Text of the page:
About 60 airplanes were on the ground at Hickam Field, the headquarters of the Hawaii Air Force, and a flight of 12 B-17s was expected to arrive from Hamilton Field, Calif., on the morning of Dec. 7, 1941.
To personnel at Hickam, which is adjacent to Pearl Harbor, the Japanese raid seemed to unfold in three waves, starting at 7:55 a.m. when nine single-engine, low-wing monoplanes carrying torpedoes flew southeast of the hangar line toward Pearl Harbor at an altitude of 50 feet. Although these planes did not attack Hickam, dive bombers came in shortly afterward and hit the Hawaiian Air Depot buildings and the hangar line. After a lull, the Japanese bombers returned at about 8:25 a.m. and struck again, then once more at about 9 a.m.
Japanese “Zero” fighters and “Val” dive bombers strafed and bombed Hickam’s flight line and hangars, focusing on bombers.
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Later, 12 U.S. B-17s arrived unarmed and low on fuel during the attack. Some succeeded in landing at Hickam where they were attacked on the ground.
One of the B-17 pilots, George L. Newton recalled, “Our landing pattern took us from the north, down Battleship Row, between Ford Island and Hickam Field. … Huge amounts of smoke were engulfing the whole area.”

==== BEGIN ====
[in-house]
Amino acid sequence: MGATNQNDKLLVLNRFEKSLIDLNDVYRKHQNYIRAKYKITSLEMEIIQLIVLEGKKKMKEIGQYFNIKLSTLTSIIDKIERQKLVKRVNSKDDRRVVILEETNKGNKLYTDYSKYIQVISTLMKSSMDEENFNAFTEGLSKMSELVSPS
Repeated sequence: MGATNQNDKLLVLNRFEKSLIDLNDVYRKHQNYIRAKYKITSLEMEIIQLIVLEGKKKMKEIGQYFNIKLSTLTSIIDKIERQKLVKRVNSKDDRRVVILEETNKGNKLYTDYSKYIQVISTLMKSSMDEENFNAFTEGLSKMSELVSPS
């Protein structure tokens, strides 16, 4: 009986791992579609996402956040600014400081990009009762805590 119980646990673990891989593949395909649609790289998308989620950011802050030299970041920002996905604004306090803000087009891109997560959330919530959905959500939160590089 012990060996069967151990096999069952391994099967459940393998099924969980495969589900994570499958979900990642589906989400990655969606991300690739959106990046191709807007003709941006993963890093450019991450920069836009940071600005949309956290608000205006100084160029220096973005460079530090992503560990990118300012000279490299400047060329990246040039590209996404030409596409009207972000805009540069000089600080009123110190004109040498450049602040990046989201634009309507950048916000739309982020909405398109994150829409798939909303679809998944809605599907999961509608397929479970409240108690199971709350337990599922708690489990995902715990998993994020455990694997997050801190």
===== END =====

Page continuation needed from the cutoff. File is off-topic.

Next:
He continued, “Every type of anti-aircraft gun that would shoot was turned on us. We ran this gauntlet successfully only to be jumped by some (Japanese) fighters while on our final approach.” Later that day, Newton said, “our crew chief said he counted more than 1,700 holes in our aircraft.”
By 9:45 a.m. the attack was over. Nearly half of the airplanes at Hickam Field had been destroyed or severely damaged. The hangars, the Hawaiian Air Depot, several base facilities — the fire station, the chapel and the guardhouse — had been hit.
The big barracks had been repeatedly strafed and bombed, and a portion of the building was on fire. Thirty-five men were killed when a bomb hit the mess hall during breakfast.
Hickam’s casualties totaled 121 men killed, 274 wounded and 37 missing. Spared in the attack were critical repair facilities and gasoline storage tanks at Hickam, Pearl Harbor and elsewhere on Oahu.
Sources: Pacific Air Forces, Office of History, Hickam Air Force Base (Leatrice R. Arakaki and John R. Kuborn); National Park Service